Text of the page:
One Meal a Day: Does the OMAD Diet Actually Work?

by | Oct 12, 2023 | Weight-Loss

Delving into the world of diets, things can quickly get complicated. From assigning points to all your dishes to painstakingly counting calories, most meal plans can feel more like maths than a daily menu. Well, there is one diet that’s so simple that it can be summed up in just four words: One Meal a Day. You might’ve heard of it branded as OMAD, and countless guys online are singing the praises of this minimalist weight loss approach.

What Is OMAD?

It’s what it says on the tin: you’ll only be allowed to chow down on one meal every day. Yes, that means no snacks, or second breakfasts (sorry Hobbits). You can drink beverages; but you’ll have to opt for (mostly) calorie-free options like green tea, black coffee or water. Essentially, it’s a 23-hour fast, forcing you to squeeze all your dining into one paltry hour, and it’s having some success.

The Science Behind OMAD

In short, OMAD is another version of intermittent fasting. While most variants of the latter will give you a significant eight-hour window to tuck in, this diet is simply shrinking that window to just a single hour. In one study, a group of adults who restricted their eating times to just 4-hour periods each day were able to torch off a significant amount of weight.

READ MORE: This Reader Used Simple Diet Fixes and Lost 61kg!

In an analysis, those who ate just one or two meals every day were able to pare down their BMI at a faster rate than those eating the standard three.

But it’s not just your waistline that could benefit from this minimalist approach. Research into the effects of fasting found that the diet could reduce certain heart disease risk factors, decrease inflammation and slow down neurodegeneration.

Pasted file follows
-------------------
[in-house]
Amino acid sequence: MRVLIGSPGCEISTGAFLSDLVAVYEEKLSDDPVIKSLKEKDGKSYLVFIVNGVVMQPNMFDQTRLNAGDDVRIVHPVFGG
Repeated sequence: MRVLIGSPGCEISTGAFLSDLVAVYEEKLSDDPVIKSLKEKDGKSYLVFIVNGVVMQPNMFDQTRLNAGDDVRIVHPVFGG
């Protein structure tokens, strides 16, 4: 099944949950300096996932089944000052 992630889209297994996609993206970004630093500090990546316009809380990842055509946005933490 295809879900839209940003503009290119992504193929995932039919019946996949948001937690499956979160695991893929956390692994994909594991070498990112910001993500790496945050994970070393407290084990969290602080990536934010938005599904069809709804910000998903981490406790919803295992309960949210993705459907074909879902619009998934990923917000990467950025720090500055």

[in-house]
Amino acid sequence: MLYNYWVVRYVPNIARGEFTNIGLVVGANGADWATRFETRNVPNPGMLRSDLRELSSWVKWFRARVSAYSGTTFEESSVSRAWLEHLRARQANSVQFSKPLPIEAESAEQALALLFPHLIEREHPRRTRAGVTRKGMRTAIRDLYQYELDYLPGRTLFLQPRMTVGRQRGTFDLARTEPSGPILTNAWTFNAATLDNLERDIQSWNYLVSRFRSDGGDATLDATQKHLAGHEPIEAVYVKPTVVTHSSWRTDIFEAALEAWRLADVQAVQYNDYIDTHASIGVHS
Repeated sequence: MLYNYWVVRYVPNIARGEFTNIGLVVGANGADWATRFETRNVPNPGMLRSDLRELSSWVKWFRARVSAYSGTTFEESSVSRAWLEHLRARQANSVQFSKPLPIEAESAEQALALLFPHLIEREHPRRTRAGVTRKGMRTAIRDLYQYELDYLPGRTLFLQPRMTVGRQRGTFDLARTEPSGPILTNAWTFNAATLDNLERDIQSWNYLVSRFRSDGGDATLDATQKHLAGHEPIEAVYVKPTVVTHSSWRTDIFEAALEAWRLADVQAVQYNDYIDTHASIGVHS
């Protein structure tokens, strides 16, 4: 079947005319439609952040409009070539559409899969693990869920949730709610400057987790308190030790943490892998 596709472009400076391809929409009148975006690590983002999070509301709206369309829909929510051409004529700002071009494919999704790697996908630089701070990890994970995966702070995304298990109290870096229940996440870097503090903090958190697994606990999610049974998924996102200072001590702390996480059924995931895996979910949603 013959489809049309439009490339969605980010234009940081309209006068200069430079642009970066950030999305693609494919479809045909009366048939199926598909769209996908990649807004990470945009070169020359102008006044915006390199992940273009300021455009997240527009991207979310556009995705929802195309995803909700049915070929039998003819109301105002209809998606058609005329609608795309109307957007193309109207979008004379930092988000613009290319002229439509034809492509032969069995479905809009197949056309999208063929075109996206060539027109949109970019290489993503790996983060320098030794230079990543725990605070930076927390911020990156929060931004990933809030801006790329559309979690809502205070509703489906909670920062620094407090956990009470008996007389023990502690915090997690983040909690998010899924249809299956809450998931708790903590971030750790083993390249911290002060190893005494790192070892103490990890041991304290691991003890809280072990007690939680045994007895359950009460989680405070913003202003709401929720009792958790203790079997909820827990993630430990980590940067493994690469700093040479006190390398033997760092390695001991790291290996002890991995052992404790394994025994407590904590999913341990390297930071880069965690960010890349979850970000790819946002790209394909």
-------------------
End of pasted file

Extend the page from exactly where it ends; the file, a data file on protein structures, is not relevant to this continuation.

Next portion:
Remember, these perks aren’t specific to OMAD, but fasting in general; so you won’t necessarily have to go to extremes to get healthier. And there are also a few risks to consider, too.

The Risks of OMAD

A study published in the American Journal of Clinical Nutrition found that extreme restriction can increase the so-called bad cholesterol levels in your body. Even worse, some research has shown that fasting might wreak havoc with your blood sugar levels and delay your body’s response to insulin.

READ MORE: Lose More Weight: It’s Time To Break Free From Fad Diets

There’s also the risk of several other side effects, including nausea, constipation, dizziness and low energy—a few immediate factors that might make it difficult to get through your day. Anecdotally, many of those who try the diet complain about suffering from extreme hunger during the day. And there are some who warn that the incredibly restrictive nature of the diet could lead to disordered eating.

Are There Any Alternatives to “One Meal a Day”?

OMAD can be effective for some. However, it’s a relatively extreme approach that can be sidestepped with a few simple meal plan tweaks. You could instead opt for a regular intermittent fasting schedule that will give you eight hours to chow down—a method that has been proven to help guys shed extra weight. However, according to most studies, the effectiveness of intermittent fasting still pales in comparison to keeping track of your calories.

If you’re looking for a diet favoured by science, few trump the Mediterranean Diet. A recent US News & World Report assembled a panel of doctors and nutritionists to vet the most popular diets in the world. Assessing each against a rubric of factors such as ease of following, safety, sustainability, healthiness and weight loss, they named the Med Diet the undisputed champ for the sixth year in a row.

READ MORE: These Are the Healthiest Diets in the World, According to Experts

The expert panel concluded that this diet not only encourages healthy eating patterns but also helps slash the risk of chronic diseases. Following this diet closely can also be great for you gut health because most dishes are plant-based.

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